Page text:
Part of Kuhio Beach in Waikiki will be soon be closed to cover up a safety hazard.
The hazard is new, but it came from some very old structures which were recently exposed because of rapid erosion along the beach.
A number of visitors posed along the Waikiki shoreline next to the crumbled walls and a concrete walkway unaware of any danger from the once-buried structures.
"It's a hazard here. People can trip over them and fall down. It is a safety hazard," said Eric Conley, the captain of the Mana Kai catamaran.
The exposed structures are also a hazard for beginner surfers nearby.
Waikiki beachboys said no one has run into the wall in the water yet, but there have been some close calls.
State experts have been unable to determine what caused the structures to be unearthed. They will need several more seasons to figure out if jetties removed last year have altered the erosion along the beach.
Some beach goers have their own theories as to the cause.
"There is no high surf that caused this, just erosion as the sand is sucked away. The super high tides and the super low tides -- that's causing all this erosion," said Conley.
After checking out the beach, Honolulu Mayor Kirk Caldwell didn't like what he saw.
"I think this wall that has been exposed acts as an incentive for greater erosion. You can see how the waves suck out more sand. We need to cover this up, or the sand is going to continue to be removed," said Caldwell.
Thursday night an emergency sand replenishment operation will begin at Kuhio Beach. City crews will take sand from other parts of the beach to bury the old walkway and walls.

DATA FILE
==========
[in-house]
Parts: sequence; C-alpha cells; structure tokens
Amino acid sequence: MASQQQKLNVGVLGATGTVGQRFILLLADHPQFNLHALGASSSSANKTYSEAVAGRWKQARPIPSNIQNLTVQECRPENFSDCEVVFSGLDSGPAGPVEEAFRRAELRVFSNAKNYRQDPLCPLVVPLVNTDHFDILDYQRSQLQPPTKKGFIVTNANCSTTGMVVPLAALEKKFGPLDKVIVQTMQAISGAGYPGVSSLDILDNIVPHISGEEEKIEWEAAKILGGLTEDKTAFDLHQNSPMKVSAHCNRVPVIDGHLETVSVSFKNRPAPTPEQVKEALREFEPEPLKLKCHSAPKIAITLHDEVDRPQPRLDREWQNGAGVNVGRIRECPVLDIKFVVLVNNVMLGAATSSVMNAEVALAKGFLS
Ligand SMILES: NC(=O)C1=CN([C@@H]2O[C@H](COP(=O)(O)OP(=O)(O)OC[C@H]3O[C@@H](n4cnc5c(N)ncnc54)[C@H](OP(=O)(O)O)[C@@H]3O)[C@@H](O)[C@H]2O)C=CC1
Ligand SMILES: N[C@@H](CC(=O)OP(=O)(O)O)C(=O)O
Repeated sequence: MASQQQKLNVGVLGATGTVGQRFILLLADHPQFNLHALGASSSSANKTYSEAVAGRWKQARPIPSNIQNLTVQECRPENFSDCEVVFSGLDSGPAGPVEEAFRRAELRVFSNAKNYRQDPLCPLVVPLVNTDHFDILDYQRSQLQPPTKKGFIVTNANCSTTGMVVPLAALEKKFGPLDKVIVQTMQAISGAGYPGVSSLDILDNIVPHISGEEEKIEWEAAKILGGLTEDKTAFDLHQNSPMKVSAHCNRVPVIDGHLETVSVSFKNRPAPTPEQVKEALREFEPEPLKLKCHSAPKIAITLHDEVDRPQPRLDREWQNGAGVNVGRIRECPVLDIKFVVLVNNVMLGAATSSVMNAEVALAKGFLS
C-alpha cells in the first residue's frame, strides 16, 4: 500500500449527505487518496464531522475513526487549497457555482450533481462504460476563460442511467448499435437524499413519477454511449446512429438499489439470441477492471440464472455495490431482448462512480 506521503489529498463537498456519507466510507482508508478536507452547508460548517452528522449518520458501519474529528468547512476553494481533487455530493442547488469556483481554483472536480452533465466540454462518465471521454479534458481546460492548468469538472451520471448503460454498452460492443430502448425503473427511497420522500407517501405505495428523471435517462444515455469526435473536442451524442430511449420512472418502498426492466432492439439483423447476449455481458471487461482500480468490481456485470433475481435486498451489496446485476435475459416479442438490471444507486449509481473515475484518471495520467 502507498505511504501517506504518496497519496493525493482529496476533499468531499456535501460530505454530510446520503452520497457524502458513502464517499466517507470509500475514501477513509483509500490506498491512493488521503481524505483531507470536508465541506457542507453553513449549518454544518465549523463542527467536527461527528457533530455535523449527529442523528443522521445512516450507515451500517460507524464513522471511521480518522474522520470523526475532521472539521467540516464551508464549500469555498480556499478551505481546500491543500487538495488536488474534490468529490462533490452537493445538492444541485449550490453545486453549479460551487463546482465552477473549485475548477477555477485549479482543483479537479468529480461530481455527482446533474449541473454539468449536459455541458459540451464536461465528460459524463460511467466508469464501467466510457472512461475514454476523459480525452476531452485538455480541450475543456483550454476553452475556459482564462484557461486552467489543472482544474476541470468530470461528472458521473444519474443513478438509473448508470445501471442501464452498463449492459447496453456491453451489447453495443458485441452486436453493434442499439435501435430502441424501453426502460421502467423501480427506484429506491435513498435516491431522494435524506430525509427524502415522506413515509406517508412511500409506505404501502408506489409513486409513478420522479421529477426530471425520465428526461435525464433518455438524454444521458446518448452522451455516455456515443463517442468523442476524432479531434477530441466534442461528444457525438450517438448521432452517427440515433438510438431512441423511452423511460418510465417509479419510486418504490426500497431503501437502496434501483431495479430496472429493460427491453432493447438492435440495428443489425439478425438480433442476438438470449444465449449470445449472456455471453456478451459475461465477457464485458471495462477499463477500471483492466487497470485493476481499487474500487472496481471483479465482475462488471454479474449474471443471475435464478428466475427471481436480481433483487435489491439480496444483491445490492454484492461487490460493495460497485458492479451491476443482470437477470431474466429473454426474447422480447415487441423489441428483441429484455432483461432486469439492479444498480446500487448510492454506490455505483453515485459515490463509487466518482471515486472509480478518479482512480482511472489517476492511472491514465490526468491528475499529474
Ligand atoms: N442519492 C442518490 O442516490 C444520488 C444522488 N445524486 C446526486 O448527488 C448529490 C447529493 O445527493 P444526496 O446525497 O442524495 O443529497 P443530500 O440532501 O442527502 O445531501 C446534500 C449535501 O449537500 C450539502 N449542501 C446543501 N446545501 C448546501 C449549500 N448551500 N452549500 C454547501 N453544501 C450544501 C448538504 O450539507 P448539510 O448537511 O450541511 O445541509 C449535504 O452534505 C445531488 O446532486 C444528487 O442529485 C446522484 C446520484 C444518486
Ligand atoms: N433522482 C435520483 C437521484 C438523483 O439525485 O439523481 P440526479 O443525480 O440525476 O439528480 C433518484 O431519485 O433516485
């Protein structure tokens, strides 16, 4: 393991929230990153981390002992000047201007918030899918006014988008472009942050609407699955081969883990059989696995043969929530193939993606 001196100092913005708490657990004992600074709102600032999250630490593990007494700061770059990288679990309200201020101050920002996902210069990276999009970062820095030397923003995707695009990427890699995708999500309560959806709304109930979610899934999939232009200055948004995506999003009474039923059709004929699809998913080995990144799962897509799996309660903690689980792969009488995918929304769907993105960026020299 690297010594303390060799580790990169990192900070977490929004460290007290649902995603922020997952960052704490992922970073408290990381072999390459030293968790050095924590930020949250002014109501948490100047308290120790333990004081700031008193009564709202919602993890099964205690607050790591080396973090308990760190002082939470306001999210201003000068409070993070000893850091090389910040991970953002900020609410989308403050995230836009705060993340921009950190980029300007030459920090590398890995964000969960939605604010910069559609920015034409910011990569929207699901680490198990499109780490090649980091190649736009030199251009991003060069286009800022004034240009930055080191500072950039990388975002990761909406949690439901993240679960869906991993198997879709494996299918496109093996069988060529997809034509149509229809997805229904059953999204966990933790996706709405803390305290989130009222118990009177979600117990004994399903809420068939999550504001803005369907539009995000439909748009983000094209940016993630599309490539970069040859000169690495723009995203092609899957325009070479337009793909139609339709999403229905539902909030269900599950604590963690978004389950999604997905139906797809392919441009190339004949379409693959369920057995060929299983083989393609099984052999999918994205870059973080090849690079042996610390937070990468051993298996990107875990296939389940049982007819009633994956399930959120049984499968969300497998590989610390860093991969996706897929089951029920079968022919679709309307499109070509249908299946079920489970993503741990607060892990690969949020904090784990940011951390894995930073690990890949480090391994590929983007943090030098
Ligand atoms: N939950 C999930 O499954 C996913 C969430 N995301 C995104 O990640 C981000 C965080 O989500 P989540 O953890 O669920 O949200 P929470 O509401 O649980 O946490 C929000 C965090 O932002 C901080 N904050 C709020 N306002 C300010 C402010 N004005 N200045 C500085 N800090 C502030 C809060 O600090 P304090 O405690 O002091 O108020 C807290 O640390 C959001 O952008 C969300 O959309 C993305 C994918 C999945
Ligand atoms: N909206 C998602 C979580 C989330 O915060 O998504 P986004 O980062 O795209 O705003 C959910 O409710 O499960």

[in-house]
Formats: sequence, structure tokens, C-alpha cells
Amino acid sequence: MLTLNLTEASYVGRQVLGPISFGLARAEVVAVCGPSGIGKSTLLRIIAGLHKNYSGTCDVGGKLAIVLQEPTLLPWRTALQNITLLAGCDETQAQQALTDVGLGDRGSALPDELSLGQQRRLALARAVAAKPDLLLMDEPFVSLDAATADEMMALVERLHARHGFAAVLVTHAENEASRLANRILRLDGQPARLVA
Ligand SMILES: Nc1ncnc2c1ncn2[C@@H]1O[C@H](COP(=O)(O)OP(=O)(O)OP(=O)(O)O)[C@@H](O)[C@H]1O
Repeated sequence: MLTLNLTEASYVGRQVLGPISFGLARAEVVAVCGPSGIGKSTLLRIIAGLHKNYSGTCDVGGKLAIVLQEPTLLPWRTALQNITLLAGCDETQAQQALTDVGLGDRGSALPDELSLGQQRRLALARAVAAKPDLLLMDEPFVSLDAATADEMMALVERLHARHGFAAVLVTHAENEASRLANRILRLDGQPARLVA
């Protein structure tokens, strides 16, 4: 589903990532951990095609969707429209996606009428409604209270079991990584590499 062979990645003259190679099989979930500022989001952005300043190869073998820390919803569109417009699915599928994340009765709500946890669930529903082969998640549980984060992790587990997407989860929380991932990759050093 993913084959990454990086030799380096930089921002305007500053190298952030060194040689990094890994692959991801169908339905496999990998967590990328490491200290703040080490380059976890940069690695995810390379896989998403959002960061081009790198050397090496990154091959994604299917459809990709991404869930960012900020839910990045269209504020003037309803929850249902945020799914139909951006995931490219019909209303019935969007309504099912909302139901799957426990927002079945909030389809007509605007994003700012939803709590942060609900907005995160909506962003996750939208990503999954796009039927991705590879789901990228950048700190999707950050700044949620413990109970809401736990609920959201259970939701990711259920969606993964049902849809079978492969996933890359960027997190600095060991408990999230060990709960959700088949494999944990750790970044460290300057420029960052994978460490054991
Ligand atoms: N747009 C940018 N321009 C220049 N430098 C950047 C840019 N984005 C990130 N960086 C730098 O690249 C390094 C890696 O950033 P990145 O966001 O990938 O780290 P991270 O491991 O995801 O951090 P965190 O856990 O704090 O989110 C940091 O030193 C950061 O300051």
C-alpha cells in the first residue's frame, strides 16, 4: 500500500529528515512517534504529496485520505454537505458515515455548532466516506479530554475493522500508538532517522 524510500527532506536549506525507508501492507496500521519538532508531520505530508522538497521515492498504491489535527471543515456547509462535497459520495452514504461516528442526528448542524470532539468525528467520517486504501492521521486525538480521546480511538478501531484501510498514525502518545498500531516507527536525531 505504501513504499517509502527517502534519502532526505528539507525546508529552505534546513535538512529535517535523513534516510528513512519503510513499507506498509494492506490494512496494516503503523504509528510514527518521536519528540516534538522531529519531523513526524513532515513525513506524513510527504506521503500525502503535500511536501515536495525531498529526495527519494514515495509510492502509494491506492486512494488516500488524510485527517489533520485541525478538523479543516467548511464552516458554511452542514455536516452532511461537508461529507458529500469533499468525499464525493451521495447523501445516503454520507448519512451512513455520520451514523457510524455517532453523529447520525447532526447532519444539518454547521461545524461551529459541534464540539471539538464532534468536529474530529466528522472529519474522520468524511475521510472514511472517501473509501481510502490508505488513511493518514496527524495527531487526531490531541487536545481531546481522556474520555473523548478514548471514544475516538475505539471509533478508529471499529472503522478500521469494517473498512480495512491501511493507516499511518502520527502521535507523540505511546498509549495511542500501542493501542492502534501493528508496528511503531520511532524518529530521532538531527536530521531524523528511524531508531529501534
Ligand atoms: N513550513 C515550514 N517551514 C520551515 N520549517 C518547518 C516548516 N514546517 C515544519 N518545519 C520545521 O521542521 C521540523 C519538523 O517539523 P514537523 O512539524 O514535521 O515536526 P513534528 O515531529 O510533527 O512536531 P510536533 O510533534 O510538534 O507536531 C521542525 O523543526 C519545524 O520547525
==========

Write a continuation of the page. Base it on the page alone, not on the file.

That operation will just be a temporary fix.
"People are going to ask how long is the sand going to stay here, none of us knows for certain. Mother nature will affect it, global warming will affect it, currents will affect it as well, but we need to do something short term," said Caldwell.
The mayor not only wants state and federal agencies to help protect the historic and important beach, but also area businesses that benefit from Hawaii's tourism industry.
He would also like more preventative efforts before beach erosion becomes such a big problem.
"Erosion is nothing new, we continue to have it. We should have a program that is always on-going so we don't have a problem like this," stated Caldwell.
The area to the left of Duke's statue at Kuhio Beach will be closed between 10 p.m. and midnight on Tuesday, so crews can move the sand. Why will the work take place so late? That is when a very low tide will take place, so crews will be able to get further out into the ocean to spread the sand over the old structures.
On Thursday, Kalakaua Avenue will be completely closed for about 20 minutes sometime between 11 a.m. and noon. to move heavy equipment. The makai lane of Kalakaua Avenue will be closed at 7:30 pm. Thursday through 3:30 a.m. Friday.
At around 10 p.m. through midnight on Thursday, sand will be moved to Kuhio Beach as a temporary fix.